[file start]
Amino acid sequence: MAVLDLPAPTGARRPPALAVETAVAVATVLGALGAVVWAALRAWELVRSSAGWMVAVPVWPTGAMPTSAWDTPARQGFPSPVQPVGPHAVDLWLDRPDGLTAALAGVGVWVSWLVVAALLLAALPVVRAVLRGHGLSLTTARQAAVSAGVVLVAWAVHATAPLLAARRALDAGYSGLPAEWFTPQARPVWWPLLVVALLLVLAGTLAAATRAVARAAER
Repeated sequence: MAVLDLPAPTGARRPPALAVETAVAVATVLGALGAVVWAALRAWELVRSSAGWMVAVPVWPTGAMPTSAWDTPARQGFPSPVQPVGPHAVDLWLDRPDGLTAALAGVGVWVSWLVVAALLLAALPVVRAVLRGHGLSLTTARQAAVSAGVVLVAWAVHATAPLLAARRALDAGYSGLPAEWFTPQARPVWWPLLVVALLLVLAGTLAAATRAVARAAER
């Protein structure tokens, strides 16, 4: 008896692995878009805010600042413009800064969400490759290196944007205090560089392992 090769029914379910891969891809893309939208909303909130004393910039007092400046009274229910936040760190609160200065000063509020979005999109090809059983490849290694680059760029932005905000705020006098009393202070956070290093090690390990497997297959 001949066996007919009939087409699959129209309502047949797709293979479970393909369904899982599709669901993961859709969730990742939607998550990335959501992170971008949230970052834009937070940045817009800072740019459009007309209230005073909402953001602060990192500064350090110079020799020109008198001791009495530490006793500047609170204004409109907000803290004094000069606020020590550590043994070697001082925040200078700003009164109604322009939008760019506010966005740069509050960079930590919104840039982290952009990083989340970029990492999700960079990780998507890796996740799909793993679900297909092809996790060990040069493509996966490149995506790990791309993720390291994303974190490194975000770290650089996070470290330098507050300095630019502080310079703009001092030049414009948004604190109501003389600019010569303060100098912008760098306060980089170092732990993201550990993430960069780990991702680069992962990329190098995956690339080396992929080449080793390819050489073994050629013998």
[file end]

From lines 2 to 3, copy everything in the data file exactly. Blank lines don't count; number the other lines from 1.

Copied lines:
Repeated sequence: MAVLDLPAPTGARRPPALAVETAVAVATVLGALGAVVWAALRAWELVRSSAGWMVAVPVWPTGAMPTSAWDTPARQGFPSPVQPVGPHAVDLWLDRPDGLTAALAGVGVWVSWLVVAALLLAALPVVRAVLRGHGLSLTTARQAAVSAGVVLVAWAVHATAPLLAARRALDAGYSGLPAEWFTPQARPVWWPLLVVALLLVLAGTLAAATRAVARAAER
């Protein structure tokens, strides 16, 4: 008896692995878009805010600042413009800064969400490759290196944007205090560089392992 090769029914379910891969891809893309939208909303909130004393910039007092400046009274229910936040760190609160200065000063509020979005999109090809059983490849290694680059760029932005905000705020006098009393202070956070290093090690390990497997297959 001949066996007919009939087409699959129209309502047949797709293979479970393909369904899982599709669901993961859709969730990742939607998550990335959501992170971008949230970052834009937070940045817009800072740019459009007309209230005073909402953001602060990192500064350090110079020799020109008198001791009495530490006793500047609170204004409109907000803290004094000069606020020590550590043994070697001082925040200078700003009164109604322009939008760019506010966005740069509050960079930590919104840039982290952009990083989340970029990492999700960079990780998507890796996740799909793993679900297909092809996790060990040069493509996966490149995506790990791309993720390291994303974190490194975000770290650089996070470290330098507050300095630019502080310079703009001092030049414009948004604190109501003389600019010569303060100098912008760098306060980089170092732990993201550990993430960069780990991702680069992962990329190098995956690339080396992929080449080793390819050489073994050629013998």